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  5. Thank you so much for this post. Max has a really great mom! I have a lovely daughter 31 with Autism/ID. I made a decision to celebrate the Spread the Word to End the Word a little early this year. In late December 2013, while attending The Borgota Hotel's Comedy Club show, very offensive remarks were made by (2) comedians about persons with physical and intellectual disabilities. I decided walking out of the shows as I had done 5 times in the past 2 years was not making enough of a statement about how offensiveness it was. Sending emails to casino management about the comedians was not yielding the results I wanted. No one was gaining a greater awareness of the impact of the negative impact of the RWORD and other similar offensive slurs. I decided to utilize Social Media on 3-4 large sites, including the comedian's managers web site, as well as The Borgota's Facebook site to get the Casino's attention of the offensive material being said and how the responsibility ultimately rests with the casino, because it employs the comedians. I got a quick response, and to the Borgota's credit, they contacted the booking agent for the comedian and his manager and made it clear how offensive the material was, and what they expected in the future. I took the converation I had with Customer Relations via email as a chance to share with them about the RWORD campagin using a potion of sample material from the RWORD site. I thanked them for their response, noted the percent of the population with disabilities including (their customers, members of their community and state), sent information for Casino employees on Disability Etiquette, also included a document with respectful, more appropriate terminology to be used when speaking with an individual with a physical or intellectual disability and lastly included a link to The Arc of New Jersey. This is a small effort but hopefully for multiple reasons, The Borgota Casino will respect person's with disabilities in all the types of entertainment (places to Eat, gaming, concerts and shows) they offer.

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  6. i am appreciating the humor so much, through tears falling down!

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  7. I agree with all of the above. The muscle man picture cracked me up.

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  8. Wow... followed several links and landed on your blog. Totally wonderful... your writing is moving, eloquent and FIERCE!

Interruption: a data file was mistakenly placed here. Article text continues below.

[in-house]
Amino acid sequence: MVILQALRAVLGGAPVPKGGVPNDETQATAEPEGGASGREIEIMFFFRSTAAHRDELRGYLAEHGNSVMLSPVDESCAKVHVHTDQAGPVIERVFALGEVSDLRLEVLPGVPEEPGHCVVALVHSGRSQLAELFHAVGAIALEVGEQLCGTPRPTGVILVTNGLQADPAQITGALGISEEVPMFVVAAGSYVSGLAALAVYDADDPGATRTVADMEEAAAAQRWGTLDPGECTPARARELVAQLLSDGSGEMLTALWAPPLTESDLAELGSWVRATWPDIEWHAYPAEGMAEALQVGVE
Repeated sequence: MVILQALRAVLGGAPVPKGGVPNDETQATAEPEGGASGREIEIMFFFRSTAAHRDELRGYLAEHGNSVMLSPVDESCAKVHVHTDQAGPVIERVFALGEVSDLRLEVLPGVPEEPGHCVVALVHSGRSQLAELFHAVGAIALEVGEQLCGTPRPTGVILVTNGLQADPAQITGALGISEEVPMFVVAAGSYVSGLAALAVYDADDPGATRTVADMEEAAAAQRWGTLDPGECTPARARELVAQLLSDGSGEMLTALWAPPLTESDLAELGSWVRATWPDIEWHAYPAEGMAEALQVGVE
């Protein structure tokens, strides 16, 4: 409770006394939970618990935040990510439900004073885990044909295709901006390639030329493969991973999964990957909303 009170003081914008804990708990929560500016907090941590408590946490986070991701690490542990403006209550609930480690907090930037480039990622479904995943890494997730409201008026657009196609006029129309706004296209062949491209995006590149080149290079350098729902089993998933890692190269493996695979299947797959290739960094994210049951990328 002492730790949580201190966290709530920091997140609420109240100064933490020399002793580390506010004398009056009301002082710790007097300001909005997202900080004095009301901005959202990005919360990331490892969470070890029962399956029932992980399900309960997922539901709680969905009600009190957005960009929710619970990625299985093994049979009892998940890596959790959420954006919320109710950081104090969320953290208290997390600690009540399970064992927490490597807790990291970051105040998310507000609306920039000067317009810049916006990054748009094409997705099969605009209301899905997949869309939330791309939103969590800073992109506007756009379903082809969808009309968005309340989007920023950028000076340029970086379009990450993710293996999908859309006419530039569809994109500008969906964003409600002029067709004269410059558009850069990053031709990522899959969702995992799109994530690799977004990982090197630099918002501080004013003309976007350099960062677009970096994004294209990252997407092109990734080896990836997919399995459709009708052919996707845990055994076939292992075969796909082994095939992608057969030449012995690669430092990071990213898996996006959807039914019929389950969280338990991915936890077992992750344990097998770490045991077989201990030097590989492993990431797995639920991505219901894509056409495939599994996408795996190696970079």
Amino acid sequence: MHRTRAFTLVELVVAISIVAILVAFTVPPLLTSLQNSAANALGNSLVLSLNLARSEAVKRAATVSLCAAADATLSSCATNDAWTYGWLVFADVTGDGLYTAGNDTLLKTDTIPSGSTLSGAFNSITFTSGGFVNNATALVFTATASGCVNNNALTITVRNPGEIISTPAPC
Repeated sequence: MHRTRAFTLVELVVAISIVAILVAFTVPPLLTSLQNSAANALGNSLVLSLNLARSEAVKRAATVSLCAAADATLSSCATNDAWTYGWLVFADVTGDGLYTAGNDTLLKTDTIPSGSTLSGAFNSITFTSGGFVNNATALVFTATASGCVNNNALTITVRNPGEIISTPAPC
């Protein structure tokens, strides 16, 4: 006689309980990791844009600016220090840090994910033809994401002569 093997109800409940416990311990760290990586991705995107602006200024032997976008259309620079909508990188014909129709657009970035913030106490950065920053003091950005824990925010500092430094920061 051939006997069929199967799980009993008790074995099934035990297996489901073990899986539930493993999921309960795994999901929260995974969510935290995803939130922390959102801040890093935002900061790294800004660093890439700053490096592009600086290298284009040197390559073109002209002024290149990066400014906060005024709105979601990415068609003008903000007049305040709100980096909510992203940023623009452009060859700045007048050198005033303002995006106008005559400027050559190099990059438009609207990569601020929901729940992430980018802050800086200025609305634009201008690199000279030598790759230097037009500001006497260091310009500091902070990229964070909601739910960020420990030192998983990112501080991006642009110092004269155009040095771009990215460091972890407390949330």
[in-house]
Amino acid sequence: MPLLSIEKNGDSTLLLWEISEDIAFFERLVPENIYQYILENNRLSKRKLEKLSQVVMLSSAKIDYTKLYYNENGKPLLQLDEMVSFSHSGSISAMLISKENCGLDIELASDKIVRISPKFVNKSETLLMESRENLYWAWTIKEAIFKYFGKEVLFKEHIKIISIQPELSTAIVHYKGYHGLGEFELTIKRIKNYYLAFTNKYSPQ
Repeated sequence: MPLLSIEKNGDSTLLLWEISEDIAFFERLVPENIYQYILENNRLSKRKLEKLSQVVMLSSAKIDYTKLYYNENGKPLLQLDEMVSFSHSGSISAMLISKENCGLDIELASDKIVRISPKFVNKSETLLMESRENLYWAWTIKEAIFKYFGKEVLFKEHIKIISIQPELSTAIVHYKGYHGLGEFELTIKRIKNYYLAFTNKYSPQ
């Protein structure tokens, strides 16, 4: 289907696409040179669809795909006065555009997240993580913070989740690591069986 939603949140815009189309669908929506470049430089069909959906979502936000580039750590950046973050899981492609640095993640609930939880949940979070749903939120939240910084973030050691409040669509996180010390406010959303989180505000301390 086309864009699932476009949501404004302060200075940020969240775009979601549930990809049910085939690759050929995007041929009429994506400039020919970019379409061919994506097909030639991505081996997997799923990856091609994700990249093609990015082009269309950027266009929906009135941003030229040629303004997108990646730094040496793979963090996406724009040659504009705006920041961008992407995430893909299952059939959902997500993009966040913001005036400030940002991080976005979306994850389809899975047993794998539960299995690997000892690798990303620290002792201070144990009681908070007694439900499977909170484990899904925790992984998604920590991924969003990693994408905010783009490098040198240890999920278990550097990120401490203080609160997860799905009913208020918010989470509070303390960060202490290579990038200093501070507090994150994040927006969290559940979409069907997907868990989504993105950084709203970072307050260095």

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  9. Powerful post! I've received over 7,000 Facebook shares on the one I wrote about the "R" word:

    http://dreamingwithyourfeet.com/2014/03/03/the-r-word/

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  10. Wonderful post! Very well said.

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  11. I love this!! Thank you for posting this it is one of my favorite causes! I took the pledge, and I am proud to tell everyone!!

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  12. I forwarded this off to a dozen or so people from my inbox first thing Friday morning. Many of the responses spoke to the understanding that I hope exists in the general population as well. It would be sad to think that only our loved ones understand how wonderful our kids are!

    On a separate note, I missed your great video until tonight when a family member mentioned he loved it and was passing it along to others. For whatever reason your video in # 15 didn't come through on the email - it just showed a blank space, which I figured to be an unofficial "place your own reason here" kind of thing. Don't know if it's a glitch on your end, or if it just happened to me, though I'm ok with blaming my inbox and yahoo if you are!

    Thank you for a great and meaningful post, as always - Alyssa

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  13. Because my child has given me amazing gifts. They are extraordinary.

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  14. Because doesn't exist University on the world that teaches everything my son taught me in all my life, actually the real meaning of life.

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Thanks for sharing!